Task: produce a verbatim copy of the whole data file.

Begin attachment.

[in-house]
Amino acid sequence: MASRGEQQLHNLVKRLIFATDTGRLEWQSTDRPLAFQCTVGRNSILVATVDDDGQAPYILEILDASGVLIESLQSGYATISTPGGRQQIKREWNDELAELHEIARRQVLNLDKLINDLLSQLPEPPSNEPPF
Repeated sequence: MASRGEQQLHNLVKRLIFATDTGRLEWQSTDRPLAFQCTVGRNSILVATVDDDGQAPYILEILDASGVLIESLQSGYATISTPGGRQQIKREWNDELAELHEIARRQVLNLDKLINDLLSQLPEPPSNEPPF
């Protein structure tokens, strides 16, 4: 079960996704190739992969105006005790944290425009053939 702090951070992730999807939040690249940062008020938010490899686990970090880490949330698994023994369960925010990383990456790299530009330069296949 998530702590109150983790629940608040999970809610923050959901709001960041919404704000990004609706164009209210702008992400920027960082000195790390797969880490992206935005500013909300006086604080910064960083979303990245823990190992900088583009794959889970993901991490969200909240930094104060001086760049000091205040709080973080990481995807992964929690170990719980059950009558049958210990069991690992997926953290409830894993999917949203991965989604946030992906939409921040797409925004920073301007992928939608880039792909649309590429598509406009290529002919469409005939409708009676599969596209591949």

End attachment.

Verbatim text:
[in-house]
Amino acid sequence: MASRGEQQLHNLVKRLIFATDTGRLEWQSTDRPLAFQCTVGRNSILVATVDDDGQAPYILEILDASGVLIESLQSGYATISTPGGRQQIKREWNDELAELHEIARRQVLNLDKLINDLLSQLPEPPSNEPPF
Repeated sequence: MASRGEQQLHNLVKRLIFATDTGRLEWQSTDRPLAFQCTVGRNSILVATVDDDGQAPYILEILDASGVLIESLQSGYATISTPGGRQQIKREWNDELAELHEIARRQVLNLDKLINDLLSQLPEPPSNEPPF
């Protein structure tokens, strides 16, 4: 079960996704190739992969105006005790944290425009053939 702090951070992730999807939040690249940062008020938010490899686990970090880490949330698994023994369960925010990383990456790299530009330069296949 998530702590109150983790629940608040999970809610923050959901709001960041919404704000990004609706164009209210702008992400920027960082000195790390797969880490992206935005500013909300006086604080910064960083979303990245823990190992900088583009794959889970993901991490969200909240930094104060001086760049000091205040709080973080990481995807992964929690170990719980059950009558049958210990069991690992997926953290409830894993999917949203991965989604946030992906939409921040797409925004920073301007992928939608880039792909649309590429598509406009290529002919469409005939409708009676599969596209591949």